This is where semi-customizable platforms like WordPress can offer you the ability to work with an affordable site design contractor or do it yourself, still make a unique looking site and provide e-store capabilities through a plugin. All of the general e-store platforms mentioned in the last article (WooCommerce, BigCommerce and 3DCart) integrate with plugins, and all major POS systems (including RapidGun) can also integrate with these e-store platforms. In other words, you buy the suit off the rack and tailor the details to your preference.
What to Expect if You Don’t Go Custom
Even a semi-customized site using existing software products comes with its share of legwork on your end. You or a contractor will have to do at least some light site design work, and you and your staff will need to create your own product photos, descriptions and listings. The latter can actually be potentially advantageous, as many search engine algorithms give preference to unique content, which means your unique product listings can truly stand out from the crowd. The downside, depending on the number of SKUs you carry, is that this can represent a laborious task, as well as a significant investment in maintenance of the data and listings.
Is There a Middle Ground? Yes!
Options are available to streamline this process that are targeted specifically to the shooting sports industry, those e-commerce platforms I mentioned previously such as Gearfire and Ammoready. With these that inventory legwork is done for you — i.e., product descriptions are written, photos taken or provided and UPC codes entered. These platforms can also mirror/stream inventory directly from major distribution partners through to your site.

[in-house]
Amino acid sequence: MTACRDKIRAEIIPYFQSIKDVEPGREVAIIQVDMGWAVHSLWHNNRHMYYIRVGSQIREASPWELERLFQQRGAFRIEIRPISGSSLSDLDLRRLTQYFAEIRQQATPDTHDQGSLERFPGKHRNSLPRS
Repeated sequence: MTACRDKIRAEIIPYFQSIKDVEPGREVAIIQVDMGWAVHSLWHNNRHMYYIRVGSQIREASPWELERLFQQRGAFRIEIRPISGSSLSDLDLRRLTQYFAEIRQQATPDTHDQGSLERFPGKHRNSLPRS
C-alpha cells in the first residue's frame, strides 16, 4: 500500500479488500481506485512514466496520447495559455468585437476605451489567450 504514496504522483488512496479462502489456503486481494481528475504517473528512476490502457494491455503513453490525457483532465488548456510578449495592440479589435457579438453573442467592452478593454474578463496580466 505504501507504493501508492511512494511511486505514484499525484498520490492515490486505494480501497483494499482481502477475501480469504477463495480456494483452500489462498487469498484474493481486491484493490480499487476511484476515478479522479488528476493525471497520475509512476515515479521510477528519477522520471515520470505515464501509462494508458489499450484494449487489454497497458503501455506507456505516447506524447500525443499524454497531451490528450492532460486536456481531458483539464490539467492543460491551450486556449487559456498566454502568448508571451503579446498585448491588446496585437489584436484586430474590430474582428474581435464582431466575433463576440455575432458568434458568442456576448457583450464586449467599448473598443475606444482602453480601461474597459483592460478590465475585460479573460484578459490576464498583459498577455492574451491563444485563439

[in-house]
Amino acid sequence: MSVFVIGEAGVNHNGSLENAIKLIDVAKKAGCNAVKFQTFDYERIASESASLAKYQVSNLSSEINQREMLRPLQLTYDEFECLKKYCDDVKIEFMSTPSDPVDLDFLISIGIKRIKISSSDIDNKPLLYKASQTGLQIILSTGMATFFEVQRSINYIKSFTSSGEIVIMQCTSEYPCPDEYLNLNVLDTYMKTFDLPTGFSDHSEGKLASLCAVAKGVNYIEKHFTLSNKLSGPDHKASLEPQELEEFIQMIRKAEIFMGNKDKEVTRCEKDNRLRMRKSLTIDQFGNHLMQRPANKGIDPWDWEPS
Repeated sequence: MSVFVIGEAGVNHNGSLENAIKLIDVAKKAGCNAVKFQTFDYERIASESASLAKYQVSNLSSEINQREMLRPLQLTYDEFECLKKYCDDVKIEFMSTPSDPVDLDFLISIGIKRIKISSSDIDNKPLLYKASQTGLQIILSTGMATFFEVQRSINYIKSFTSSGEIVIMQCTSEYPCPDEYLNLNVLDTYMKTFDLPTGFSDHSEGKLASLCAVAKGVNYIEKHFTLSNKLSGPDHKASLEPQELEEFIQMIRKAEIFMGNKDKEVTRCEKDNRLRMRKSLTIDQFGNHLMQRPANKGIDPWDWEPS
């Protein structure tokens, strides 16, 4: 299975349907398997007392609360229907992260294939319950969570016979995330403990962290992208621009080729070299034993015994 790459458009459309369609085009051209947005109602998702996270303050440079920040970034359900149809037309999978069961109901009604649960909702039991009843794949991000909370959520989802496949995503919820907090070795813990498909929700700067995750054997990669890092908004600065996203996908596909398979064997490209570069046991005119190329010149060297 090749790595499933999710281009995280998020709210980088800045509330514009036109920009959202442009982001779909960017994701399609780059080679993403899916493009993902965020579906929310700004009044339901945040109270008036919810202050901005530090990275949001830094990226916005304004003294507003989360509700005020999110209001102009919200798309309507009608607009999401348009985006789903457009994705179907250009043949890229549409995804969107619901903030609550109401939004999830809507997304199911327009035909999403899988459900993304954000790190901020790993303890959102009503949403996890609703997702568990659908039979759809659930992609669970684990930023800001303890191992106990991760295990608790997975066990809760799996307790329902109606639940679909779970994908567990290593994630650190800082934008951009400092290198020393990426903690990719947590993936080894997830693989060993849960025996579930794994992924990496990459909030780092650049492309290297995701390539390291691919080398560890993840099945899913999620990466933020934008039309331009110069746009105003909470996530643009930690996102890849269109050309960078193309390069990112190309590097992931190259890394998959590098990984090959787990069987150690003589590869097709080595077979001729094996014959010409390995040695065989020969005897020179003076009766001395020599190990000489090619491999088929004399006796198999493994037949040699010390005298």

What this means is that, unlike the custom suit or the rack suit taken to the tailor, this is the “uniform” option. You get a highly functional “garment” designed and researched to meet the needs of those in your profession, and you can put your department or unit’s logo on it and get it in different colors. The streaming functionality you get with these partners can be a powerful tool, and there is no contest compared to others when it comes to ease of use on your end as the retailer. The only downside is that your online store will potentially lack some uniqueness and that in turn may mean it won’t rank as high as you’d like in search engine discovery. I think that’s a fair trade-off if you’ve made the decision to have an online retail presence. If budget is a consideration and you want to get online quickly, stream distribution inventory and keep the time investment from you and your staff to a minimum.
When choosing an e-commerce platform ask about ease of use, integration with your current software and systems, its capability, SEO and customer experience. Most importantly, ask yourself how important customization is to you, and what price in dollars or time you’re willing to pay. Options exist at all ends of the spectrum, and whether you need a custom suit, a uniform, or something in between is up to you.
About the Author
Josh Fiorini is the former CEO of PTR Industries, Inc. He spent the first decade of his career in finance, holding positions as an equity analyst and portfolio manager before starting his own hedge fund. This experience, along with a deep background in manufacturing, banking and private equity, has made him a sought-after contributor on numerous boards and discussion groups on political and economic issues for media outlets, corporations and community organizations. Fiorini currently invests his time and resources with non-profit initiatives and acts as a contributor and management consultant to various firms in the firearms industry as the founding and Managing Partner in the firm Narrow Gate Management.